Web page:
In these two excellent short animations, data science professor Jeffrey Leek of the Simply Statistics blog and Johns Hopkins Bloomberg School of Public Health, and his university colleague, postdoctoral research Lucy McGowan, explain how "in medicine, there’s often a disconnect between news headlines and the scientific research they cover."
Read the rest
A psycholinguist reports that some of the factors that make headlines more clicky also apply to the titles of academic journal papers. Researcher Gwilym Lockwood of the Max Planck Institute for Psycholinguistics analyzed the titles of 2,000 papers published in the journal "Frontiers in Psychology" and their Altmetric Attention Score that measures social sharing, mentions in the news, and other metrics of attention. From Phys.org:
(The titles of the 2,000 papers were) coded for positive framing (e.g. using "smoking causes cancer", rather than "the link between smoking and cancer") and phrasing arousal (e.g. referring to "gambling" rather than "mathematical decision making").
It turned out that articles with positive framing and phrasing arousal in their titles received higher Altmetric scores, meaning that they were shared more widely online. In contrast, having wordplay in the titles actually lead to lower Altmetric Attention Scores, while having a question in the title made no difference. This is independent of the length of the title or how interesting the topic was.
"This suggests that the same factors that affect how widely non-scholarly content is shared extend to academia, which has implications for how academics can make their work more likely to have more impact," Lockwood writes in her own paper.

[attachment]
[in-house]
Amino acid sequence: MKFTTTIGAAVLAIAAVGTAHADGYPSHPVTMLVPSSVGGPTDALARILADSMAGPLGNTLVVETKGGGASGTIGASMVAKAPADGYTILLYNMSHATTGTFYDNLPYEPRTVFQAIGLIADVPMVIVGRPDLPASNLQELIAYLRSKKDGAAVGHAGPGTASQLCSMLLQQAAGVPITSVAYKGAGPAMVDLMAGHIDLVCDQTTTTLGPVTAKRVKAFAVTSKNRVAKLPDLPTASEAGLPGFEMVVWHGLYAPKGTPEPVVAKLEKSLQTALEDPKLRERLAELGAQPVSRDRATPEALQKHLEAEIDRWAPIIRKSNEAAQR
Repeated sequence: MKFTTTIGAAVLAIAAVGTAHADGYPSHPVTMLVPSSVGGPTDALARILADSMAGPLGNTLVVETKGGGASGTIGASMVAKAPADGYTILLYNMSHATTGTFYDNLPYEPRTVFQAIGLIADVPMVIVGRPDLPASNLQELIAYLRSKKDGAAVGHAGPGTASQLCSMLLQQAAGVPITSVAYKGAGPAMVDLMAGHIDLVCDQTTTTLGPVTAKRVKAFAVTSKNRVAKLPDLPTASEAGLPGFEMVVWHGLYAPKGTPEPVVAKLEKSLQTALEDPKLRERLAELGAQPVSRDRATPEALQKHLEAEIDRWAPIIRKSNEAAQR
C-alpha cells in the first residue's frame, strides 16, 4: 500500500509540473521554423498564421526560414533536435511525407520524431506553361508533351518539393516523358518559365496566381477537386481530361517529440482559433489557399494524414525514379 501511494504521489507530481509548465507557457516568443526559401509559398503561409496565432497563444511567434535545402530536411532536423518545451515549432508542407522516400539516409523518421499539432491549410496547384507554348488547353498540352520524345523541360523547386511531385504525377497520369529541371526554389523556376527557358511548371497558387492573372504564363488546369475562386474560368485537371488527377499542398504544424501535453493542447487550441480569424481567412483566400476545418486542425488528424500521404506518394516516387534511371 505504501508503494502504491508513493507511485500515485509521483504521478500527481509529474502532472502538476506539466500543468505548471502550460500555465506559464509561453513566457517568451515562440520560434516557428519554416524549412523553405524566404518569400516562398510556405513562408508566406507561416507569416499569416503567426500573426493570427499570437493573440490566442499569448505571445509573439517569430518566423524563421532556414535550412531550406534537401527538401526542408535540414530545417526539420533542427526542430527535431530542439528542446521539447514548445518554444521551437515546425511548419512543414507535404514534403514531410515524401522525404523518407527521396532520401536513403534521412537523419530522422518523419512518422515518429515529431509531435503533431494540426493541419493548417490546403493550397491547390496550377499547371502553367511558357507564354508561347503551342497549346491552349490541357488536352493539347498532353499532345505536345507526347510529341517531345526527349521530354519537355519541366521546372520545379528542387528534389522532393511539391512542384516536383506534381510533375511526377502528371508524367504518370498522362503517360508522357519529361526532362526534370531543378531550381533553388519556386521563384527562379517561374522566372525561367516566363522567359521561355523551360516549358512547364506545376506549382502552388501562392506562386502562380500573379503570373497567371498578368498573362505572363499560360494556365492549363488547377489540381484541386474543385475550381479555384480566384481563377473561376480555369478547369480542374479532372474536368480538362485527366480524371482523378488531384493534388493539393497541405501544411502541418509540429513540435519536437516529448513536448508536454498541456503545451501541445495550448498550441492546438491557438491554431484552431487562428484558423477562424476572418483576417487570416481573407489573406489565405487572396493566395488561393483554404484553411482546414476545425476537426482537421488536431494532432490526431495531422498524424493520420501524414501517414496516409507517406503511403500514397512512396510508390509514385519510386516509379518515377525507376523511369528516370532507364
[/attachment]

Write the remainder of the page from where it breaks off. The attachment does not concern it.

Do you think she applied what she learned to her paper's title, "Academic clickbait: articles with positively-framed titles, interesting phrasing, and no wordplay get more attention online"? Read the rest
With "Obama's pot dealer beaten to death for farting in gay lover's face", I think The Daily Mail may reasonably claim to have created the second-best newspaper headline in human history. Read the rest
A recently published study found a correlation between higher rates of coffee drinking in women and decreased risk of depression. Naturally, that finding made headlines. But blogger Scicurious has a really nice analysis of the paper that picked up a significant flaw in the way the data is being interpreted. There was a correlation between drinking more coffee and a lowered risk of depression. But that wasn't the only correlation the researchers found—just the only correlation they made a big deal of in their conclusions.
On her blog, Scicurious lists the other correlations and explains why it's hard to draw any solid conclusion from this data set:
Read the rest
1) Smoking. The interaction between depression risk, smoking, and coffee consumption was “marginally” significant (p=0.06), but they dismiss it as being due to chance because it was “unexpected”. Um. Wait. Nicotine is a STIMULANT. It is known to have antidepressant like effects in animal models (though the withdrawal is no fun). This is not unexpected.
2) Drinking: heavy coffee drinkers drink more. But note that they don’t say that drinking coffee puts you at risk for drinking alcohol.
3) Obesity: heavy coffee drinkers are, on average, thinner, but not more physically active. They do not conclude that coffee drinking prevents obesity.
4) Church going: heavy coffee drinkers are less likely to go to church. Less likely to go to church, less likely to develop depression…heck, forget depression, maybe coffee prevents religion now! Now THAT would be a heck of a finding.
Here’s the thing.